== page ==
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Strategic Defaults: Morally Repugnant or Sensibly Prudent?

In case you did not see it on the air May 9, 2010 there was a very good piece about strategic defaults, where people make the decision to walk away from their mortgage even though they can afford to make the house payment.

A new study out by Brent White from the University of Arizona, Walking Away: The Emotional Drivers of Strategic Default, takes a look at the reasons why and logic people use to decide that walking away from their homes is a good idea. He presents some very interesting research and points in his extensive paper.

  • “it’s important to address one popular misconception about the cause of the apparent trend toward increasing strategic default: namely, that the social and moral constraints against defaulting on one’s mortgage have begun to give way and thus people no longer feel guilt or shame when defaulting.

    As an initial matter, the suggestion that the social norm against defaulting on one’s mortgage has weakened is belied by surveys showing that it remains strong and, if anything, may be getting stronger.”

  • “Rather, many strategic defaulters feel great anxiety about their financial situation, are overwhelmed by a sense of hopelessness, and are angry that their lenders and the government have refused to help. These emotions drive them to default.”
  • “…the elderly, the highly-educated, and those with high credit scores are among the most likely to strategically default.”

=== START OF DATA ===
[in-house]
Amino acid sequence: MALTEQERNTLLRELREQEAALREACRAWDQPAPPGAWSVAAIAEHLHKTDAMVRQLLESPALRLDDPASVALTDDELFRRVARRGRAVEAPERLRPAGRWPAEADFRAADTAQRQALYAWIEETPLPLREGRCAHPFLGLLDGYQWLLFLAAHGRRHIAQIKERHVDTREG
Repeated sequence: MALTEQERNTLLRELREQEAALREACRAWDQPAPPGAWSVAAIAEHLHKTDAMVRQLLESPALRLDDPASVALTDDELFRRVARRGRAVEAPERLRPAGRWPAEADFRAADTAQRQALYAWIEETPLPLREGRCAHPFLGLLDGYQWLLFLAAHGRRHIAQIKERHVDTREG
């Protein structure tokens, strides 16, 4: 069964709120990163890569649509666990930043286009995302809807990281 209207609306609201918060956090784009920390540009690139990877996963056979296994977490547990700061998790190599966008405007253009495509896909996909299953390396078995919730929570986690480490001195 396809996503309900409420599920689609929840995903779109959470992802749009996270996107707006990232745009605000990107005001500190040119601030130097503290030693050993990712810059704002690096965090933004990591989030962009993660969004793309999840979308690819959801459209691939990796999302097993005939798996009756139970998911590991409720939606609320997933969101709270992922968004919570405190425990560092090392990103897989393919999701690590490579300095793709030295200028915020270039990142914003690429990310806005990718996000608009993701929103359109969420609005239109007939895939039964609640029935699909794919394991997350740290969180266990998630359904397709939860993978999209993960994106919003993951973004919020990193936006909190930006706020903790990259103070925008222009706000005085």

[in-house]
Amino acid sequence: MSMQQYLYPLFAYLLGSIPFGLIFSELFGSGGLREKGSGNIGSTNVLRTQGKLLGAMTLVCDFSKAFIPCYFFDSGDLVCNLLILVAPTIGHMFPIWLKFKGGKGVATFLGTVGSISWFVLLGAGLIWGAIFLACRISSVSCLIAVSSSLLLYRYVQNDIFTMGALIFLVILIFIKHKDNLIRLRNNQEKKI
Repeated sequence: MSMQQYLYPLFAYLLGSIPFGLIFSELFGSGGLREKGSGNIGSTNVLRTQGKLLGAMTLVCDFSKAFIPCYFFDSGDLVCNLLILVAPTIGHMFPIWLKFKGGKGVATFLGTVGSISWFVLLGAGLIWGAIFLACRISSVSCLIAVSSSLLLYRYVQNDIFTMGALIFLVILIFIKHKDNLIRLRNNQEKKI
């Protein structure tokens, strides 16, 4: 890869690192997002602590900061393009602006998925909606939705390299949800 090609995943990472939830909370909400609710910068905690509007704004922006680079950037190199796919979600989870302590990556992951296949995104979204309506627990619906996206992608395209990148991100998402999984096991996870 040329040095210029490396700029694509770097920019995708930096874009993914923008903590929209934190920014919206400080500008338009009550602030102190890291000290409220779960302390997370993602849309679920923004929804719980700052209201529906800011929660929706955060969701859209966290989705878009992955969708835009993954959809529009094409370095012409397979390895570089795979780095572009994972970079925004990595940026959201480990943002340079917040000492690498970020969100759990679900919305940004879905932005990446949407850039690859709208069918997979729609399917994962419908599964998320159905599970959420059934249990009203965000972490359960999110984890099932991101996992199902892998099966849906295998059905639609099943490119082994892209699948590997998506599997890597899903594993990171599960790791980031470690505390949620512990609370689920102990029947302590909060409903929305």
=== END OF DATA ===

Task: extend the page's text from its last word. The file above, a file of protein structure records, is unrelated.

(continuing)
• “In contrast to individuals with good credit scores, studies have found that low-income homeowners with poor credit scores are less likely to strategically default – despite the fact that they might have the least to lose in terms of damage to their credit scores or the risk of a deficiency judgment by letting go.”
  • “…people are much more likely to default strategically if they know someone else who has done so.”
  • “…homeowners considering strategic default report feeling “stressed,” “agonized,” “overwhelmed,” and trapped. They also describe feeling as though they are “fighting a losing battle,” “sinking lower and lower,” throwing their money down a hole, and fighting for their lives. Moreover, the strategic defaulters who shared their stories struggled with these feelings for quite some time before making the decision to stop paying their mortgages.”
  • “Many underwater homeowners who seek help from their lenders, however, are turned away at the door. As one homeowner explains, “I called my lender and ask if I could discuss a loan modification and they said absolutely not.” Lenders give numerous reasons for this, most commonly that homeowners are current on their mortgages.”

The fact being a “responsible” borrower is the surest way not to get a loan modification can be a rude awakening for many homeowners. It can also be a first push toward strategic default.

  • “The emotional impact of being flatly refused help, or learning after months of waiting that the initial hope was false, is enough to push many underwater homeowners from a state of anxiety to a state of despair.”
  • “After all the guilt, anxiety, despair, and anger, the actual act of strategic default brings many underwater homeowners a sense of empowerment.”


READ  We Gave Our Home Back in a Strategic Default But Have Some Residual Debt. - Marilyn



About the author

Steve Rhode

Steve Rhode is the Get Out of Debt Guy and has been helping good people with bad debt problems since 1994. You can learn more about Steve, here.

1 Comment

  • We walked away from an underwater house in a bad neighborhood w/bad schools that don’t have much chance of getting better in the next 20 years – when we may or may not be “even” on our mortgage. We actually filed bankruptcy and are including that so I’m not sure if that’s still considered one of the strategic defaults, but it’s helped us move into a nice neighborhood where our daughter can grow up and get a decent education. Good Luck!

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